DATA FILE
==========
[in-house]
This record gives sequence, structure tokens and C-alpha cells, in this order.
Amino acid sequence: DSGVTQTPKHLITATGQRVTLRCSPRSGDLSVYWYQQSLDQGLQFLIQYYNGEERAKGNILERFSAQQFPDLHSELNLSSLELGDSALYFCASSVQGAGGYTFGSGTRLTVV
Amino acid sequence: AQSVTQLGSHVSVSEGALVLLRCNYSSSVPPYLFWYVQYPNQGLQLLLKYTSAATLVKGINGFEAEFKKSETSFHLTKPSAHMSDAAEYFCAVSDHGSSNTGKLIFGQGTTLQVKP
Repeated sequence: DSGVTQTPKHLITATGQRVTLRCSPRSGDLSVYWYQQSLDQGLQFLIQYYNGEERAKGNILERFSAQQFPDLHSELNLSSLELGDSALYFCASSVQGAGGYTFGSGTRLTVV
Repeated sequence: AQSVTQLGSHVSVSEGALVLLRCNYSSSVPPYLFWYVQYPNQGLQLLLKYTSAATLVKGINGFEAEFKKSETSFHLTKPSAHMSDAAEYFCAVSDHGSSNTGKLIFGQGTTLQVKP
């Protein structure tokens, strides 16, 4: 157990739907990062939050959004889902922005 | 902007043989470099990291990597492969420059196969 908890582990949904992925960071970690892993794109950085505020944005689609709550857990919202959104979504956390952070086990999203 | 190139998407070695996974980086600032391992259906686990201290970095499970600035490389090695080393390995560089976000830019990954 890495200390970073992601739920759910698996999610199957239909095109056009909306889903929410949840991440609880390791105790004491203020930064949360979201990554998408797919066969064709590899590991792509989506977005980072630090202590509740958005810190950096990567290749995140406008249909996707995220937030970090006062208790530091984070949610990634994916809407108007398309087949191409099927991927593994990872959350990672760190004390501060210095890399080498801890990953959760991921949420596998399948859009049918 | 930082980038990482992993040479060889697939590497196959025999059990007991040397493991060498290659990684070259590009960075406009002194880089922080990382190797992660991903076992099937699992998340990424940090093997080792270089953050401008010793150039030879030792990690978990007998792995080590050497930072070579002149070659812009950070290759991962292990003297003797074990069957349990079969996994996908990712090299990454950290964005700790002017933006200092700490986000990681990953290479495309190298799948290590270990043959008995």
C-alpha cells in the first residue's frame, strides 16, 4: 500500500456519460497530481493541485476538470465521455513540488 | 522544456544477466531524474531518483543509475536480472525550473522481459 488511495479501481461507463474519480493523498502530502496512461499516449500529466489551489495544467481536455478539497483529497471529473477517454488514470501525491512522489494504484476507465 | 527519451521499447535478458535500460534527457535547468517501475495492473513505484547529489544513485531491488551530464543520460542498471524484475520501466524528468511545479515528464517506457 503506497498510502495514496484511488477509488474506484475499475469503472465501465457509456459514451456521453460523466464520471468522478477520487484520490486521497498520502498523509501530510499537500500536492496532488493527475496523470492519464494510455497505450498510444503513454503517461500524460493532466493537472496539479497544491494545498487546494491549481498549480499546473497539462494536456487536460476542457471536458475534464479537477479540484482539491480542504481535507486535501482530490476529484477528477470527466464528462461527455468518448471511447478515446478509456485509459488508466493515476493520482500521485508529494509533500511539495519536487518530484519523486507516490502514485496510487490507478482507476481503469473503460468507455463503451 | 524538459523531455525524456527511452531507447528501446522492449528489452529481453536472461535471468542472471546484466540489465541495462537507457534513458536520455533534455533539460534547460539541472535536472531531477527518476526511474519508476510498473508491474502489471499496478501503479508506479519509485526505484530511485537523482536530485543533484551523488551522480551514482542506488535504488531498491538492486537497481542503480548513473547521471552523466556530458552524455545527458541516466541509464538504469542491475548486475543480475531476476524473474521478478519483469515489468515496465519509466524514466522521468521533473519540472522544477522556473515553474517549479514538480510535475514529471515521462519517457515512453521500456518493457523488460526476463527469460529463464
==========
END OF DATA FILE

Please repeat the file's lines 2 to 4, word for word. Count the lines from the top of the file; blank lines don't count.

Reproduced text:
This record gives sequence, structure tokens and C-alpha cells, in this order.
Amino acid sequence: DSGVTQTPKHLITATGQRVTLRCSPRSGDLSVYWYQQSLDQGLQFLIQYYNGEERAKGNILERFSAQQFPDLHSELNLSSLELGDSALYFCASSVQGAGGYTFGSGTRLTVV
Amino acid sequence: AQSVTQLGSHVSVSEGALVLLRCNYSSSVPPYLFWYVQYPNQGLQLLLKYTSAATLVKGINGFEAEFKKSETSFHLTKPSAHMSDAAEYFCAVSDHGSSNTGKLIFGQGTTLQVKP